Extrusions | The Aluminum Association


Quick Read

Extrusion is a widely used aluminum forming process that delivers almost unlimited possibilities in product design. The extrusion process is similar to the childhood pastime of creating long strands of play-dough by forcing the product through a plastic-shaped die. Fortunately, aluminum’s weight, strength and high thermal conductivity vastly outweigh that of play-dough, leading to its presence in a wide range of consumer and industrial goods. The aluminum extrusion process has the added benefit of enabling fast product development cycles due to its low-cost and flexible tooling. Manufacturers can accelerate prototype and testing phases by rapidly creating and evaluating different designs.

Take-Away Facts

  • Reducing auto emissions while increasing safety
    An automobile designed with 1 pound of aluminum extrusions instead of 2 pounds of steel will save 3.1 gallons of crude oil, and prevent 20 pounds of CO2 emissions over its lifetime. North American car manufacturers plan to increase the use of aluminum in cars and light trucks by over 40% from 2012 to 2025. Aluminum tailgate frames, engine mounts, roof consoles and running boards are also corrosion resistant and more resilient in crashes due to their inherent strength and flexibility.
  • Aluminum extrusions and LEED
    With buildings accounting for over 40 percent of global energy consumption, it's no surprise that extruded aluminum is becoming a product of choice for green builders. The use of aluminum extrusions in commercial buildings can contribute to LEED (Leadership in Energy and Environmental Design) points in a number of areas including Energy Efficiency, Selection of Sustainable Materials and Indoor Environmental Quality.
  • Consumer applications
    Many everyday products get their form and function from extruded aluminum. Aluminum extrusions make patio furniture lighter, speedboats faster and sports equipment more durable. The innovations are sure to continue—low cost and flexible extrusion tooling lets manufacturers experiment with new designs and applications.

Aluminum Extrusion 101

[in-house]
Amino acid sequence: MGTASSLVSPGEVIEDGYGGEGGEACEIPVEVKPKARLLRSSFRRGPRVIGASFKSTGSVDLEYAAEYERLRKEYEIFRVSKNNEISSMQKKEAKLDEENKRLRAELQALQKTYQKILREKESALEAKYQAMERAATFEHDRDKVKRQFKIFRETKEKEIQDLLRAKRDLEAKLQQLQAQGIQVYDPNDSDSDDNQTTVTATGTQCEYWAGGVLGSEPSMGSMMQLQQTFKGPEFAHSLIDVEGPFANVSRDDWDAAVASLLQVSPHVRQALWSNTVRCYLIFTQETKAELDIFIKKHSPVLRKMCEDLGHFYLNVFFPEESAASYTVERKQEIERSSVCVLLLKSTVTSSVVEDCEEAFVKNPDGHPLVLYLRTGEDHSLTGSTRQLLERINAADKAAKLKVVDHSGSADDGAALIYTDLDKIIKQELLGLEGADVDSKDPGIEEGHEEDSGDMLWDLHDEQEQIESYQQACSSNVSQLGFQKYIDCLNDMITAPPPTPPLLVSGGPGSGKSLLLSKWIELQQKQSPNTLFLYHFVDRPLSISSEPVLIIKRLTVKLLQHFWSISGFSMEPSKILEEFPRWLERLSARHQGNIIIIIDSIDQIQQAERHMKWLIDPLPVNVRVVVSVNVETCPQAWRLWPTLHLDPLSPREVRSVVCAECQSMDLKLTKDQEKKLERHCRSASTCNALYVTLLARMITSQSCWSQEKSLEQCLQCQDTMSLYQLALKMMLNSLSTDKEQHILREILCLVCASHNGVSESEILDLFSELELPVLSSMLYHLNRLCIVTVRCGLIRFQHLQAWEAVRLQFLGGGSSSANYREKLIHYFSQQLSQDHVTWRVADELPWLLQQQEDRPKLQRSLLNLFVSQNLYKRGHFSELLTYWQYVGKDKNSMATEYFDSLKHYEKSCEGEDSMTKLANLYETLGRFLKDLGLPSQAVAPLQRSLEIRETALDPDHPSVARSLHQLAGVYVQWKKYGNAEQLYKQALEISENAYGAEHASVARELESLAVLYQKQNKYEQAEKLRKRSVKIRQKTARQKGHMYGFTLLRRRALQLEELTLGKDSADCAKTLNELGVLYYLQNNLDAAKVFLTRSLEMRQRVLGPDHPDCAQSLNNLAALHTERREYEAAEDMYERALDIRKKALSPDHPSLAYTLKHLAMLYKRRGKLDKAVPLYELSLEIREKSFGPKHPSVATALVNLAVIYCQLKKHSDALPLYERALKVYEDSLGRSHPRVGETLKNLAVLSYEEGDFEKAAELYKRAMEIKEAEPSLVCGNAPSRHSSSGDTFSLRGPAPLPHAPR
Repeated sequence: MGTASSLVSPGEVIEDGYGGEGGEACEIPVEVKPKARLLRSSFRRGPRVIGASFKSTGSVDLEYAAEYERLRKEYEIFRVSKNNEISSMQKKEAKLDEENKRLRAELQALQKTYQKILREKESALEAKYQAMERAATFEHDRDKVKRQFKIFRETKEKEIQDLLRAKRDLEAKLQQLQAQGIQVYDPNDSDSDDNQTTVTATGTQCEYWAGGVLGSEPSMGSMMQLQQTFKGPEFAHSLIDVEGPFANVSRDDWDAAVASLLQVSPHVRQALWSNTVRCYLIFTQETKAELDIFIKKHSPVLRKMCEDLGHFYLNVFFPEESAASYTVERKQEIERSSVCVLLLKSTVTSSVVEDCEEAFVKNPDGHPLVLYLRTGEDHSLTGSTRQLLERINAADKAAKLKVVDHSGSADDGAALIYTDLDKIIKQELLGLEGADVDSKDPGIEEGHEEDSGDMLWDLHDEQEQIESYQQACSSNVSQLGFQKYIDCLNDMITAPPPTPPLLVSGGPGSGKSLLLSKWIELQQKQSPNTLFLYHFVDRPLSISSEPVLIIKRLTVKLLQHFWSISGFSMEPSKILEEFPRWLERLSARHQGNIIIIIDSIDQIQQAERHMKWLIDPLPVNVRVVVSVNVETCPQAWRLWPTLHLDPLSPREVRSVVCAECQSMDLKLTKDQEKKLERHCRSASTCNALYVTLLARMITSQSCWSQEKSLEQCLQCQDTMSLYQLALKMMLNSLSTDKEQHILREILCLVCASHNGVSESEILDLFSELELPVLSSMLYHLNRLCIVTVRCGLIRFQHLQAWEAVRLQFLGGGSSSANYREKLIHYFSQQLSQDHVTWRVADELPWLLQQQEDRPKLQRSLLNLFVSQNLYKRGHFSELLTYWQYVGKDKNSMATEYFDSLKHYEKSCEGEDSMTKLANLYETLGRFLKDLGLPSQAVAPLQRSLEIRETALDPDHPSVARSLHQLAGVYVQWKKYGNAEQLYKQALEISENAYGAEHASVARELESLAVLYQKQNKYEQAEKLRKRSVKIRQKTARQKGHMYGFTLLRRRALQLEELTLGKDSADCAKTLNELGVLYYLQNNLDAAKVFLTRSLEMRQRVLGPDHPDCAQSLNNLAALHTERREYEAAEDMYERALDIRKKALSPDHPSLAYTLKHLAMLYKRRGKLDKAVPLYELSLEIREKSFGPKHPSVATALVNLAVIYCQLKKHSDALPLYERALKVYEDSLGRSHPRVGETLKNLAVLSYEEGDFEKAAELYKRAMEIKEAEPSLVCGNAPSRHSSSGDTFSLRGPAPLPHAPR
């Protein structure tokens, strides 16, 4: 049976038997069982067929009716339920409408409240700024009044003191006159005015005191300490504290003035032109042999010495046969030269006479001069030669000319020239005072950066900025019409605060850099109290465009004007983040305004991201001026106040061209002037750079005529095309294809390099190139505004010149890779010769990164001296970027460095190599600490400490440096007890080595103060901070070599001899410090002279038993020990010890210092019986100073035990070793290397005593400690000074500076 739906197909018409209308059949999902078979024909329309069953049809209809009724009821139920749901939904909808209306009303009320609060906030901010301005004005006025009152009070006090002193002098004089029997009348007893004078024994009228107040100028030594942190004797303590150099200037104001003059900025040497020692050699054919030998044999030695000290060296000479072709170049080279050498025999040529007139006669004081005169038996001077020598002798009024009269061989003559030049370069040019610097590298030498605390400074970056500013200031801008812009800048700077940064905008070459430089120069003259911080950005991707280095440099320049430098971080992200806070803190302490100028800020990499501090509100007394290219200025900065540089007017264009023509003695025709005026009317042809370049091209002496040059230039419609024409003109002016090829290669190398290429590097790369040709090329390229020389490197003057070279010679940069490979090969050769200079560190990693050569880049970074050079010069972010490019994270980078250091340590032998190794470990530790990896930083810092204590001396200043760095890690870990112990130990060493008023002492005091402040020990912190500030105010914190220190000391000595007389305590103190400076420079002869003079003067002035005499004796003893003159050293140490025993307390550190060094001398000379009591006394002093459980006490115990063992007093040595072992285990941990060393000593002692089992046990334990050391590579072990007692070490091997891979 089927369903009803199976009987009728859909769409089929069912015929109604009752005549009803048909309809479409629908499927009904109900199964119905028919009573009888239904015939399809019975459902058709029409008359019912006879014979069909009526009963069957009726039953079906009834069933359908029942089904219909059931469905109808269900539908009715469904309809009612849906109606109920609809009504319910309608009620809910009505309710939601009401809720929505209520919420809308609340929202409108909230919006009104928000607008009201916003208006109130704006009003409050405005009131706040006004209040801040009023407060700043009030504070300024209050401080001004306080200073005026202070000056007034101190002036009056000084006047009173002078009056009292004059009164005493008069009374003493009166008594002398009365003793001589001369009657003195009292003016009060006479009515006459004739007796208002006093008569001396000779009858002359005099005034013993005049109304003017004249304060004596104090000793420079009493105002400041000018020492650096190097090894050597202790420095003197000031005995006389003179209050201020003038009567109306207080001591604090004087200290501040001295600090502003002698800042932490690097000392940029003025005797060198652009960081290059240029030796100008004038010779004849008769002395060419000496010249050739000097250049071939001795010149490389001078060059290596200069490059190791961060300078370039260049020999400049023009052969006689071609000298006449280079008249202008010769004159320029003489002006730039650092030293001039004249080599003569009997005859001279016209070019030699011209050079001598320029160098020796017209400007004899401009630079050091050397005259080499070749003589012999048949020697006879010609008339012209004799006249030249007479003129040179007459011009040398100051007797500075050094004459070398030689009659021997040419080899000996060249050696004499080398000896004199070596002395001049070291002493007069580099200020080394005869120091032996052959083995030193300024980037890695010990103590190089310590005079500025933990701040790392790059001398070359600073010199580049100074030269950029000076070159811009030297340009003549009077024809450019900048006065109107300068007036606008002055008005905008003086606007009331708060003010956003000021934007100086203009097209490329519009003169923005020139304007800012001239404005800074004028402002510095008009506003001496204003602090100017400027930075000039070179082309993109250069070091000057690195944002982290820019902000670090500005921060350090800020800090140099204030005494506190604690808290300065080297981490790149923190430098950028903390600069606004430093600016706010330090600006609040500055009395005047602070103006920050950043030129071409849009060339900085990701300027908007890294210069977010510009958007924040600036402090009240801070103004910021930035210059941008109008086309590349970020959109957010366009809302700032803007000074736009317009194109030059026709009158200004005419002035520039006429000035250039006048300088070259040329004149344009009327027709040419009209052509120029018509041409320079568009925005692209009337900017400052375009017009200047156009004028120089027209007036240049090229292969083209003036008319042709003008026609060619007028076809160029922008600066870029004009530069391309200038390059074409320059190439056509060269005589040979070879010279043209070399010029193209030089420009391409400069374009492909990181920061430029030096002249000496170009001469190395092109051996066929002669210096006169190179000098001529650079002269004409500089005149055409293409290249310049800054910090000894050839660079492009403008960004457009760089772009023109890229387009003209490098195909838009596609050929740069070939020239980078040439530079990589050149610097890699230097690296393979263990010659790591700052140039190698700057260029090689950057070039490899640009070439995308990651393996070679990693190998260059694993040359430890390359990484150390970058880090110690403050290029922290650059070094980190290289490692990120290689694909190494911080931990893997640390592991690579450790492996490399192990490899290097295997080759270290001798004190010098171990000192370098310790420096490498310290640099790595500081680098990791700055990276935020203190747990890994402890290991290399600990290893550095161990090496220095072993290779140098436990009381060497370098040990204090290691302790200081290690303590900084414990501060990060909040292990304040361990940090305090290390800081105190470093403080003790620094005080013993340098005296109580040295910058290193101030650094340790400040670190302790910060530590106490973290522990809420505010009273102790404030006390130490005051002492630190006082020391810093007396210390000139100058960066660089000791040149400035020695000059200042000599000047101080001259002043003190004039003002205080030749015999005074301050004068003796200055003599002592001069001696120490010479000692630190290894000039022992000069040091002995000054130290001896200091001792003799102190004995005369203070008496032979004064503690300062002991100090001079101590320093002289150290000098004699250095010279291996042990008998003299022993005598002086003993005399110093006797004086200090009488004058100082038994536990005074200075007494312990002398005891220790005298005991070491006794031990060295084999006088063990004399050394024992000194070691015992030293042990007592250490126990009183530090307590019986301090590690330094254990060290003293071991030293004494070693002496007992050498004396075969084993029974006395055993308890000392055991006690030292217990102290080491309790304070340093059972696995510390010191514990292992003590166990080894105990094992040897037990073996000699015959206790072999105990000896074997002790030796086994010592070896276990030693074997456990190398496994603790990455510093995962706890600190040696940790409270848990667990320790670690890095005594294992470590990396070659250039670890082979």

The extrusion process

Extrusion is a plastic deformation process in which a solid cylinder of aluminum (billet) is forced by compression through a smaller die opening. The billet is typically preheated to facilitate the deformation process.

Near infinite design possibilities

There are many factors in an extrusion process that influence the properties of the final product, including:

  • Type, layout and design of the die
  • Length of billet and type of alloy
  • Temperature of billet and container
  • Die and tooling temperature
  • Speed of extrusion

These adjustable factors, coupled with inexpensive tooling, create near limitless possibilities for design. The strength, weight and sustainability of aluminum add to its appeal for manufacturing and construction applications.

Forming the end product

The aluminum extrusions formed right from the press are rarely seen in commercial applications. Extrusions typically undergo a number of fabrication and/or finishing processes to transform them into usable components, such as an auto part or construction material. The fabrication process generally starts with cutting the extruded length, followed by punching, machining, bending or welding.

Extruded Aluminum in Space

Extruded aluminum tubing is playing an integral part in the most complex international scientific venture in history. Boeing Company engineers designed an intricate aluminum truss structure to house the International Space Station (ISS) currently weighing in at over 400,000 pounds, measuring 146 feet long, 240 feet wide and 90 feet high. Aluminum extrusions provide the mechanical properties and surface finish needed for this mission-critical application.

Coated aluminum roofs reflect up to 95 percent of sunlight.

Aluminum is superior to steel and iron in its ability to reflect the infrared (heat) rays of the sun. Properly coated aluminum roofs can reflect up to 95 percent of the solar energy that strikes them, dramatically improving energy efficiency. Aluminum is a key component in LEED-certified green buildings.